On the one hand, the numbers look good. Unemployment is 3.7 percent. Interest rates are going up, but they're still historically low. And more people are starting businesses and keeping them afloat than we've seen in decades.
So why are people so pessimistic, even among groups you might imagine would be more sanguine? Case in point: Two separate surveys reveal small business owners aren't feeling particularly enthusiastic about the near future.
According to the National Federation of Independent Business, optimism among entrepreneurs fell again in November for the third consecutive month due to worry over slowing economic growth and slowing sales. Meanwhile, the Kauffman Foundation's recent national survey found that most entrepreneurs think that the Trump administration is doing more for large corporations than for small businesses.
Next month, the 2020 presidential campaign season will begin in earnest, and so these takes on the economy will start to become more than academic. If people ultimately vote with their pocketbooks, and if entrepreneurs vote with an eye toward whether the climate will likely benefit their businesses, that could mean more upheaval in Washington.
Here's what else I'm reading today:
One of these things is not like the others: Netflix, Spotify, and your car
Let this sink in: Volvo recently launched a car subscription service nationwide in Germany, with monthly prices ranging from €498 to €929 ($564 to $1,052). Ford already offers subscriptions in San Francisco and Los Angeles starting at $405 per month. The idea is to make cars feasible for young drivers who don't want to make long-term investments (or can't afford them).
--Stefan Nicola, Bloomberg Businesweek
Shark Tank is a decade old and still inspirational
Shark Tank's tenth year was packed with memorable moments. One particularly emotional pitch involving sibling co-founders pitching their late father's invention caused the Sharks--and plenty of viewers--to cry. In a special Shark Week episode, the Sharks actually swam with real sharks (and we had to see Kevin O'Leary in a tuxedo-printed wetsuit). Time to relive the top seven moments from the show's standout year.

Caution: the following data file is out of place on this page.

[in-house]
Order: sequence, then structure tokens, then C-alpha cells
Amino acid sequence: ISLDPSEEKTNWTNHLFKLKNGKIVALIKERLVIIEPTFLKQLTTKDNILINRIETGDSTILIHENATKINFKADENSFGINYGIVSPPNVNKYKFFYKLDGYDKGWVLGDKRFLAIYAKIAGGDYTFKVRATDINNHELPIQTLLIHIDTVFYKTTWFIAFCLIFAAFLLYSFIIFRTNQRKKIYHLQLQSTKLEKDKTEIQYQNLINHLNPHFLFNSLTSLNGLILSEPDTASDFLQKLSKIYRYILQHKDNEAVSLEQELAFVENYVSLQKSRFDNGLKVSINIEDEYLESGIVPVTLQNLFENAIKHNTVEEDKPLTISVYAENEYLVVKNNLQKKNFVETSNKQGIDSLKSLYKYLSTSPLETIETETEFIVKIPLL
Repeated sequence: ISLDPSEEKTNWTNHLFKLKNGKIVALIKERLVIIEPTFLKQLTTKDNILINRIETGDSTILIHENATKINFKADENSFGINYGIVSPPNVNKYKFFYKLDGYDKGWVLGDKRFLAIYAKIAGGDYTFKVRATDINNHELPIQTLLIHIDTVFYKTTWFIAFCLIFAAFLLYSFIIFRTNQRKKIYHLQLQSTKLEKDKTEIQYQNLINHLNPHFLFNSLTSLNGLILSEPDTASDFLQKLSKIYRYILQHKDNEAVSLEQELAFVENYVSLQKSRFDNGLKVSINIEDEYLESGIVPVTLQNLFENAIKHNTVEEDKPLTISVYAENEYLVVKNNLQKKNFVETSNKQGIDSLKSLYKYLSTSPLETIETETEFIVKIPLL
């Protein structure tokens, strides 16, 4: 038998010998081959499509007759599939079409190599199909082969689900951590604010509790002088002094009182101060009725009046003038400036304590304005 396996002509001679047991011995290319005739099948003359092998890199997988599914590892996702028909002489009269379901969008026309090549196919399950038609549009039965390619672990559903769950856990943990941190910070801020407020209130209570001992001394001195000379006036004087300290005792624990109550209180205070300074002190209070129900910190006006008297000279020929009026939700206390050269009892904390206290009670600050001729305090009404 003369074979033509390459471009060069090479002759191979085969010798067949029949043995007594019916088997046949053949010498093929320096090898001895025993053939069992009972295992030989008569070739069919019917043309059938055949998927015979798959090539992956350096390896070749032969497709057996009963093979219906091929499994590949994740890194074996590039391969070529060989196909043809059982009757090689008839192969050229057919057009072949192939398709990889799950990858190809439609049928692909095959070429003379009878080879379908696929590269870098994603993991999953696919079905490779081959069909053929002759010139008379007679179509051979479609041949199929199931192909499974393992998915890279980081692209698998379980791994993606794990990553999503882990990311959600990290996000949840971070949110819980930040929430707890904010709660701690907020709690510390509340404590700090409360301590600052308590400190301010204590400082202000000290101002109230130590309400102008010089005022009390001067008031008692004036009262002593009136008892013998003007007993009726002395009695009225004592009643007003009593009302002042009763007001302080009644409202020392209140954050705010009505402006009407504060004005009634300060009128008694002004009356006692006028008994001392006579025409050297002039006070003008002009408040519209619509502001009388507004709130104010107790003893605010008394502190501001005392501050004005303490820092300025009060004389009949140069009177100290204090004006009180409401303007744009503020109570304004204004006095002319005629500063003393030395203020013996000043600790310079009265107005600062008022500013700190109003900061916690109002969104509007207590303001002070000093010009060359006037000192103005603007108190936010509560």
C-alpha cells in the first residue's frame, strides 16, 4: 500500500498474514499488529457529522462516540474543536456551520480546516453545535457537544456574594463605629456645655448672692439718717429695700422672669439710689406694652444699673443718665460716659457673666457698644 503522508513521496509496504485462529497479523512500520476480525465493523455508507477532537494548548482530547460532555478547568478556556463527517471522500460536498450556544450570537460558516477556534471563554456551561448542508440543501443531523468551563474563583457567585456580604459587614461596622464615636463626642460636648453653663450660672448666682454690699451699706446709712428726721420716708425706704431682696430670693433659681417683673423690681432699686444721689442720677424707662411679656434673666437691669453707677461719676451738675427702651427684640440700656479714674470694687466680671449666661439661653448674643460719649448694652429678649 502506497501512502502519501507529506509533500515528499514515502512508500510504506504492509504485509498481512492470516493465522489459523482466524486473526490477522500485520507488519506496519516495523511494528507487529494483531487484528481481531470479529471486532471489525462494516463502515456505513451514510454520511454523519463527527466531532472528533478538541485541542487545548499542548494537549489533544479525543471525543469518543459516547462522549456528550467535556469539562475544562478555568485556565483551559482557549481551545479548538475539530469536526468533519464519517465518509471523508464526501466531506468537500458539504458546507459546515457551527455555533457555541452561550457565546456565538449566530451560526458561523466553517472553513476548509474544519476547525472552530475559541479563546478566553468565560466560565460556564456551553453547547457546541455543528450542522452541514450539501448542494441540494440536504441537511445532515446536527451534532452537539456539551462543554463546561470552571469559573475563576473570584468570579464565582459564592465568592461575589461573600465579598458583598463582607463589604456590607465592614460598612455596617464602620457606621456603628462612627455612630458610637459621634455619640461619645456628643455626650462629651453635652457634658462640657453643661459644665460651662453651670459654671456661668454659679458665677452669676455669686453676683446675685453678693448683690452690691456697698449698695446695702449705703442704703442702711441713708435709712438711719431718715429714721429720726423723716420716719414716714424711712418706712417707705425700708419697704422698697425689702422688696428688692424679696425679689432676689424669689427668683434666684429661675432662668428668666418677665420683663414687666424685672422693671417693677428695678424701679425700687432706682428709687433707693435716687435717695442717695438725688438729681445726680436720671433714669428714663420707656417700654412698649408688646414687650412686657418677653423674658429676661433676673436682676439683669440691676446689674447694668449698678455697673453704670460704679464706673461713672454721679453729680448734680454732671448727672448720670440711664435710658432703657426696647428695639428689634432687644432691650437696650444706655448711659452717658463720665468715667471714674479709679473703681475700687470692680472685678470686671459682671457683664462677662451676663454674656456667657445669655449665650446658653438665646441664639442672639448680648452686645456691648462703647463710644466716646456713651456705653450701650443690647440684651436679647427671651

--Emily Canal, Inc.
Why it's always smart to double-check your email settings
Does the mere mention of a Reply All button send you into a nervous breakdown? Probably, if you work for the state government of Utah--where 22,000 employees were subjected to a hilariously inadvertent reply-all-pocalypse on Friday. The situation quickly spiraled, with people using the Reply All function to advise everyone else to, uh, stop replying all. We've been using email for decades and we still can't get Reply All right.
--Julie Turkewitz, The New York Times
With investors like these, who needs enemies?
It's well-documented that women and minority entrepreneurs receive a dismally small portion of available venture capital. A new report from Morgan Stanley reveals a new--and depressing--explanation as to why: most investors believe they're getting enough money already.
--Kimberly Weisul, Inc.
Silicon Valley could soon be a little more normal
For more than 50 years, we've been able to trust in a maxim: computing power would double roughly every two years, because the number of transistors that could fit on a microchip woud double at that rate. And it worked--until recently, when it didn't. That means that the era of hyperfast innovation in Silicon Valley might be at an end, and that the tech industry could ultimately reach the point where it's sort of like every other industry, growing perhaps, but at much more down to earth rate.
--Jeff Bercovici, Inc.